Station 1: Video (Visual/Spatial Intelligence). Students will watch a short documentary together about the Solar System. They will be asked to use the information they have learnt and as a team write a short description of the solar system. This will be placed in a display along with the other teams’ descriptions. Descriptions may include pictures.

Station 2: Model (Kinesthetic/Body Intelligence). Students will investigate a model of the solar system that is in the classroom. They will be asked to record using a digital recorder 5 important things that they as a team noticed about the Solar System.

Station 3: Books and websites (Verbal/Linguistic Intelligence). Students will investigate a number of books and websites on the solar system. They will be asked to create a mind map using a computer program to present their interesting facts.

Station 4: Songs and Pictures (Music Intelligence). Students will investigate a set of songs and pictures related to the solar system. They will be asked to pick one song or picture and describe what information they have learned about space from it.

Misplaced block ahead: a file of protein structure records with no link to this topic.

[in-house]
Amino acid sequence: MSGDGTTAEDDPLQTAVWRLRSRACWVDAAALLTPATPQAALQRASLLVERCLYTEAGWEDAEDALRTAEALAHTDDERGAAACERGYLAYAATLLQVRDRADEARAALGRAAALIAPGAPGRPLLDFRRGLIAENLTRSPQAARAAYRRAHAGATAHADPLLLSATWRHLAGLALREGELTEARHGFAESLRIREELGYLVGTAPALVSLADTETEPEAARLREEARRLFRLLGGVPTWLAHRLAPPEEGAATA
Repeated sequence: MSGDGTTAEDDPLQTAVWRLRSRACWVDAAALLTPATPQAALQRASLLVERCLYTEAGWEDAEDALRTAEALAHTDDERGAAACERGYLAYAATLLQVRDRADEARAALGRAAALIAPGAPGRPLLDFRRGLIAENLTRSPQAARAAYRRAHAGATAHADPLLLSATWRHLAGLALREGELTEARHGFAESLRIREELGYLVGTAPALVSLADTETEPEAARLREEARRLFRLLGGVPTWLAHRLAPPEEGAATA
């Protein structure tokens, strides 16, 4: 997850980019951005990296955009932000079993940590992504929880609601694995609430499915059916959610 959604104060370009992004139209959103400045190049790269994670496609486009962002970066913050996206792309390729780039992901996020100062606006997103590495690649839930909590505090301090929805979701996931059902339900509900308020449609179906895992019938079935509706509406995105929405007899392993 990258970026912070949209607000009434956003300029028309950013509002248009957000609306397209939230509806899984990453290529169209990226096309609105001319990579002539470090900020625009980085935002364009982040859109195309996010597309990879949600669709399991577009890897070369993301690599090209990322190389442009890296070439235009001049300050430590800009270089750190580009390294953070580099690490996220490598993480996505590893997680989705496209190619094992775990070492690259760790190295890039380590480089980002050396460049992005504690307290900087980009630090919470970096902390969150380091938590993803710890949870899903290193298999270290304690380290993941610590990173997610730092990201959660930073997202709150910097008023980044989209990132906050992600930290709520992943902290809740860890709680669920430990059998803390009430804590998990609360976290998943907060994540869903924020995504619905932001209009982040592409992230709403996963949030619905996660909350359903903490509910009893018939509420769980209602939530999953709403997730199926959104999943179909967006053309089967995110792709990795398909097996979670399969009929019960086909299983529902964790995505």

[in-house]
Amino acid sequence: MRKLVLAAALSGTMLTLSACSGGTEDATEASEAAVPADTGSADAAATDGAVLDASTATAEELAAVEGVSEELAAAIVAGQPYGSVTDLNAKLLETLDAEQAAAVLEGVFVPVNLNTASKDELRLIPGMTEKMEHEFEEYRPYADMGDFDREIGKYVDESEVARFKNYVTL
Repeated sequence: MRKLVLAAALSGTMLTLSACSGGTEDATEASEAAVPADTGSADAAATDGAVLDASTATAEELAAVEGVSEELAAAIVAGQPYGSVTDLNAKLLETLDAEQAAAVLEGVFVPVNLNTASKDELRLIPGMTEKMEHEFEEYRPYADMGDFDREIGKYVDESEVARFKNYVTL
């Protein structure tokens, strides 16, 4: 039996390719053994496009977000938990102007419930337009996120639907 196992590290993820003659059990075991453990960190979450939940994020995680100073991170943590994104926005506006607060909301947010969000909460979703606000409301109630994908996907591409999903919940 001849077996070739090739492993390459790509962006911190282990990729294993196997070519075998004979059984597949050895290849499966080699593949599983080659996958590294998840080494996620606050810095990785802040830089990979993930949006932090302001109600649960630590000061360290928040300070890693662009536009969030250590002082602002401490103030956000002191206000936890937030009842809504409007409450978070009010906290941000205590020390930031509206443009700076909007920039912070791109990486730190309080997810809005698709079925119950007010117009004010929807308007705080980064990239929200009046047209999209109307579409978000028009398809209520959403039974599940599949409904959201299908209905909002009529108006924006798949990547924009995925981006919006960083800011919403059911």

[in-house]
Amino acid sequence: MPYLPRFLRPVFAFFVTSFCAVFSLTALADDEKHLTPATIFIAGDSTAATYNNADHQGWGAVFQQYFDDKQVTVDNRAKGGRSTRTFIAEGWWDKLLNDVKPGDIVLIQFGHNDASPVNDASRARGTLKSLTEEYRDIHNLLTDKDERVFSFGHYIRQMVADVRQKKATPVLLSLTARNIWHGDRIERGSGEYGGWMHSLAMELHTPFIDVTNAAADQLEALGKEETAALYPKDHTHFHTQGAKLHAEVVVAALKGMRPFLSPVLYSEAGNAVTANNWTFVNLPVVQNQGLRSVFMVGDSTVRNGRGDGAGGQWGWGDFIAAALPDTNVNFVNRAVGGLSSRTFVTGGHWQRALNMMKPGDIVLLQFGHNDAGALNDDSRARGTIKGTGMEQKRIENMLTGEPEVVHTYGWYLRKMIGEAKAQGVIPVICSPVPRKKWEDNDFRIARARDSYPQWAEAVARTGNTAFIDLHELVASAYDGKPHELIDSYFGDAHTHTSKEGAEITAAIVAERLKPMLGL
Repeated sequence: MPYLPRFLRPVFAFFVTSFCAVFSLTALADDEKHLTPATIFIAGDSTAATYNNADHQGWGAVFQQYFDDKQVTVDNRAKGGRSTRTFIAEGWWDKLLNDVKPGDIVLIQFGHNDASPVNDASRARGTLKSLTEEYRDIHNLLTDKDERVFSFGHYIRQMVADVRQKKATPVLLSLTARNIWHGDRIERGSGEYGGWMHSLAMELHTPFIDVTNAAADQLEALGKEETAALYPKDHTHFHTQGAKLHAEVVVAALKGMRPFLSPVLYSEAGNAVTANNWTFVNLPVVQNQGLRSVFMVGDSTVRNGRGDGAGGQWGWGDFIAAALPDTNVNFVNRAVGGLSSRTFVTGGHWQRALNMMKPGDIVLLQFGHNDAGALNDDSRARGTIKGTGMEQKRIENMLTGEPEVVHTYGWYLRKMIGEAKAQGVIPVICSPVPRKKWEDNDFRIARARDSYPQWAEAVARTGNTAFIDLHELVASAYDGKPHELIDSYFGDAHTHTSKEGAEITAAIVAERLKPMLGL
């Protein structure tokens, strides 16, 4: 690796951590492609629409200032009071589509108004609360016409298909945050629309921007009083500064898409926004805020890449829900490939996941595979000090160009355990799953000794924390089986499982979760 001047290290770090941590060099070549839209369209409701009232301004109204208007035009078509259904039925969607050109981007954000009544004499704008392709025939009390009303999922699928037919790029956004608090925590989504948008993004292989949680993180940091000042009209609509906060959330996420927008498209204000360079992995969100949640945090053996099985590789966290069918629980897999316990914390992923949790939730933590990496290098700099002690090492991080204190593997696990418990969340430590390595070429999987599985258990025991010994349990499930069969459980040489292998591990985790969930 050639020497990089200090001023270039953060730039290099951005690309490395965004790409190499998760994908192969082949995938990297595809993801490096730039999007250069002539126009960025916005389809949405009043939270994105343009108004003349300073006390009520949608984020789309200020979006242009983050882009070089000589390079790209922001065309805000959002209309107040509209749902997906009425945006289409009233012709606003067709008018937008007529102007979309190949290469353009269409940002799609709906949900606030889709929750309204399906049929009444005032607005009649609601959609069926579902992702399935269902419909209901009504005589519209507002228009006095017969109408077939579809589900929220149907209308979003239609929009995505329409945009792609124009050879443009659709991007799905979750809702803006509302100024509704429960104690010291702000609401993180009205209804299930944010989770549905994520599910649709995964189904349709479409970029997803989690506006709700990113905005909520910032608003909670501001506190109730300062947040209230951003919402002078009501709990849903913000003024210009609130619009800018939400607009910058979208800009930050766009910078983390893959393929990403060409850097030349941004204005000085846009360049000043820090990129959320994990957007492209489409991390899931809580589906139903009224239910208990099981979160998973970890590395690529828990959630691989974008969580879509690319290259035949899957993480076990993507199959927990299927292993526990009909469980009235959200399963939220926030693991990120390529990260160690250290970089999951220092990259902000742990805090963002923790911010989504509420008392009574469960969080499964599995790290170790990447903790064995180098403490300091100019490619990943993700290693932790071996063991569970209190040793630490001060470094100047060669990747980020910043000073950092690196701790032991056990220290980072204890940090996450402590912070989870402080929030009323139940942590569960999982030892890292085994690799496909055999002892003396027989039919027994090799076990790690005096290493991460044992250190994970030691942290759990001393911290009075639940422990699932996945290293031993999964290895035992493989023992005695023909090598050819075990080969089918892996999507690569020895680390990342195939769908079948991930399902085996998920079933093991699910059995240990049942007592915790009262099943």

Explain: Students will be asked to answer two questions:

What is the Solar system?

What are the Planets in the Solar system?

Students may choose to answer these questions in a number of ways: they can create a written poster, they can create a PowerPoint presentation, they can do an oral presentation or a video, and they can do an oral recording of themselves using the digital recorder. (This can be used as an early form of assessment and then a secondary assessment can be done at the evaluate step. By assessing here you will also be able to identify students that require further assistance with understanding the topic.)